Q. Why do the night prayers speak about angels?
God’s throne is said to be surrounded by four angels. By day His praises are sung by Israel; at night when Israel is asleep it is the angels that sing.
Rabbinic imagery said that Michael was the angel with whom Jacob wrestled, Gabriel helped Moses and Aaron enter the king’s palace and held back the waters of the Red Sea, Uriel announced the Flood and showed Noah how to build the ark, and Raphael (“the healer”) showed Noah how to extract remedies from plants, and cured Jacob’s thigh.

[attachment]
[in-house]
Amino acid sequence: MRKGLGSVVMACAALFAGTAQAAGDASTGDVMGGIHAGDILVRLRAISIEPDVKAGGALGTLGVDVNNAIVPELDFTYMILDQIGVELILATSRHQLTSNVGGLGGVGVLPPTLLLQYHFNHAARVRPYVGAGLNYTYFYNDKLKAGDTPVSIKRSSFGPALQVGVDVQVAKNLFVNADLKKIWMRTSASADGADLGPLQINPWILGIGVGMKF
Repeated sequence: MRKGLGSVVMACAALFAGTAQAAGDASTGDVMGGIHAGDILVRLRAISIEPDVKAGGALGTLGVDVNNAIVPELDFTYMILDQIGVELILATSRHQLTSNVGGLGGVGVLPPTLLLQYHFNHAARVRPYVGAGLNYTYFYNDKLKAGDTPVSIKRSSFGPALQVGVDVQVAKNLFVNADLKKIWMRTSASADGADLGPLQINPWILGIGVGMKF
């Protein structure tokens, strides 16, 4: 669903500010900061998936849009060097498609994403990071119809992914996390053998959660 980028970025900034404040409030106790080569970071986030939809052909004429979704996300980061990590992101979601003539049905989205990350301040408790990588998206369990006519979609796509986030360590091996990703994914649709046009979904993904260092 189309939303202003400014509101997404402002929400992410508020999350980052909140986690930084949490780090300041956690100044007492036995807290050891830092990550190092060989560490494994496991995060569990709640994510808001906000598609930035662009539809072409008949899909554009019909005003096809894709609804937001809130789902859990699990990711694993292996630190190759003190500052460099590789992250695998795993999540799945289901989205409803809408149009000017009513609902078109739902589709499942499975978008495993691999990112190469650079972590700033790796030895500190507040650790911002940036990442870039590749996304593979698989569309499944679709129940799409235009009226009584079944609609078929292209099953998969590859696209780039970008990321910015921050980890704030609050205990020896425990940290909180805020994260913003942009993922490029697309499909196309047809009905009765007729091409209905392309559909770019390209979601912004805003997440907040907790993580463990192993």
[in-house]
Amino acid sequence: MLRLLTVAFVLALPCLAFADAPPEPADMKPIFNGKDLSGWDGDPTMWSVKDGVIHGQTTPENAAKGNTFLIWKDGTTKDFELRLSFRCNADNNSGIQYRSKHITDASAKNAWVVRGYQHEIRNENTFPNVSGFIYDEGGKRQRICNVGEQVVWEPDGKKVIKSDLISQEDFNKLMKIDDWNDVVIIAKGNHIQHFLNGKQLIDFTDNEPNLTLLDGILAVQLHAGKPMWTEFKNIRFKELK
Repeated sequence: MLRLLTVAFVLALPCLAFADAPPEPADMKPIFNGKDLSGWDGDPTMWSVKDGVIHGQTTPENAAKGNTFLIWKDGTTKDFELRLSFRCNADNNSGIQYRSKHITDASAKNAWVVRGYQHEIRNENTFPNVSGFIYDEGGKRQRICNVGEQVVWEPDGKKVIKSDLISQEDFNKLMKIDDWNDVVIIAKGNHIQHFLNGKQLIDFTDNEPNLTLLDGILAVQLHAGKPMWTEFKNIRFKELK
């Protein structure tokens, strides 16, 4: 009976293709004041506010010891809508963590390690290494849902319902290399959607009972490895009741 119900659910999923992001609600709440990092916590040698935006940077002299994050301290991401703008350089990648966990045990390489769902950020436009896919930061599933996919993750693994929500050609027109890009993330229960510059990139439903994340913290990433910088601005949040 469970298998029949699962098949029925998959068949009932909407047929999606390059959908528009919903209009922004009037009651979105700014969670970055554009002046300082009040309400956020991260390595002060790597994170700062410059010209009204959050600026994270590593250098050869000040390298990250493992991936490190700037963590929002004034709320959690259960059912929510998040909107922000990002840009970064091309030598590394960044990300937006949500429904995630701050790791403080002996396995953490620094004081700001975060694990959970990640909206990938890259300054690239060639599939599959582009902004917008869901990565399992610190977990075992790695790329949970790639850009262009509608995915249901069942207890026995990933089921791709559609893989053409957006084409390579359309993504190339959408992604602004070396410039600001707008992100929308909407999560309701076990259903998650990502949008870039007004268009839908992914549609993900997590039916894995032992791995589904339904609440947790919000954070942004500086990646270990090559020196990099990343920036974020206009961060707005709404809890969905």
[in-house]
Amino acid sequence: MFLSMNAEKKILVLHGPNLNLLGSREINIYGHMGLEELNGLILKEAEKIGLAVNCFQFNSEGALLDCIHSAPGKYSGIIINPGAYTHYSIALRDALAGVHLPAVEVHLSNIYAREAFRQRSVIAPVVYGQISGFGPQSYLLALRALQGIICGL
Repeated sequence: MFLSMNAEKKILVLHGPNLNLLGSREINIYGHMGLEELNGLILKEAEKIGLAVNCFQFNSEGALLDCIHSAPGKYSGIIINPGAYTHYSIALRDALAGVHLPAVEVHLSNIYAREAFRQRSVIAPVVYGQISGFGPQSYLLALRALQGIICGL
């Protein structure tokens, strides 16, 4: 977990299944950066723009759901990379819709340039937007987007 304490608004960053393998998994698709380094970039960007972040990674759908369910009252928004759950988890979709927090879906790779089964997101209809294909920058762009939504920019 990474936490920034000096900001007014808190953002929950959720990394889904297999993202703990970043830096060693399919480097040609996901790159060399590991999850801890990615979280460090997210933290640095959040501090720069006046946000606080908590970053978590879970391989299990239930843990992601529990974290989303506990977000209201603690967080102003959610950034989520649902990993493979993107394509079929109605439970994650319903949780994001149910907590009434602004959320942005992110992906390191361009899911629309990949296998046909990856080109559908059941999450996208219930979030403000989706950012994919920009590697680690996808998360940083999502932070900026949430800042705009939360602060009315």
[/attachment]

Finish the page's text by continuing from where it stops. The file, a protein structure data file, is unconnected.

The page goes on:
The angels are not independent forces or beings capable of thinking for themselves or even disobeying God (despite Milton’s references to fallen angels, an idea which has its place in Jewish folklore too but without formative status).
As their name malach indicates, they are messengers of God. The night prayers ask the angels to protect us but emphasise that “above them is God”.
What we are asking is that God should watch over us with all the forces, energies and messengers that He has.